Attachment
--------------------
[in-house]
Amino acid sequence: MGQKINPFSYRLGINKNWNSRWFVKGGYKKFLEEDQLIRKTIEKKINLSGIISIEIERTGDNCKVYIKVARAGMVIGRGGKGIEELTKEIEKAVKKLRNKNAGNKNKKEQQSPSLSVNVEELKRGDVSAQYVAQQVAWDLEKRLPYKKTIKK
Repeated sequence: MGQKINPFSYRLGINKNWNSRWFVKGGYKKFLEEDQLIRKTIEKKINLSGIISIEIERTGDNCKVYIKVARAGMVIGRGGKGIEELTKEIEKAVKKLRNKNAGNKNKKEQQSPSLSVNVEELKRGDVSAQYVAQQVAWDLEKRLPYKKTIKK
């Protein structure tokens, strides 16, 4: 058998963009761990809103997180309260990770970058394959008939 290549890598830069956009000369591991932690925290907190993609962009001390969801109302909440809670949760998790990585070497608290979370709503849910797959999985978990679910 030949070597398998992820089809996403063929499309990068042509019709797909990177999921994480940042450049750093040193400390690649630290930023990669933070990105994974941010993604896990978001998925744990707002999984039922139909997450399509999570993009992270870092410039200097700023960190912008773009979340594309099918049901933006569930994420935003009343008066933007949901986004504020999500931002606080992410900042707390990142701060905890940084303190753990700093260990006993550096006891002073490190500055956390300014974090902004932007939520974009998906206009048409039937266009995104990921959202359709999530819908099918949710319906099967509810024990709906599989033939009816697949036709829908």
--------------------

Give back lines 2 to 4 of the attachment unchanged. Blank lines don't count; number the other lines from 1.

Amino acid sequence: MGQKINPFSYRLGINKNWNSRWFVKGGYKKFLEEDQLIRKTIEKKINLSGIISIEIERTGDNCKVYIKVARAGMVIGRGGKGIEELTKEIEKAVKKLRNKNAGNKNKKEQQSPSLSVNVEELKRGDVSAQYVAQQVAWDLEKRLPYKKTIKK
Repeated sequence: MGQKINPFSYRLGINKNWNSRWFVKGGYKKFLEEDQLIRKTIEKKINLSGIISIEIERTGDNCKVYIKVARAGMVIGRGGKGIEELTKEIEKAVKKLRNKNAGNKNKKEQQSPSLSVNVEELKRGDVSAQYVAQQVAWDLEKRLPYKKTIKK
């Protein structure tokens, strides 16, 4: 058998963009761990809103997180309260990770970058394959008939 290549890598830069956009000369591991932690925290907190993609962009001390969801109302909440809670949760998790990585070497608290979370709503849910797959999985978990679910 030949070597398998992820089809996403063929499309990068042509019709797909990177999921994480940042450049750093040193400390690649630290930023990669933070990105994974941010993604896990978001998925744990707002999984039922139909997450399509999570993009992270870092410039200097700023960190912008773009979340594309099918049901933006569930994420935003009343008066933007949901986004504020999500931002606080992410900042707390990142701060905890940084303190753990700093260990006993550096006891002073490190500055956390300014974090902004932007939520974009998906206009048409039937266009995104990921959202359709999530819908099918949710319906099967509810024990709906599989033939009816697949036709829908």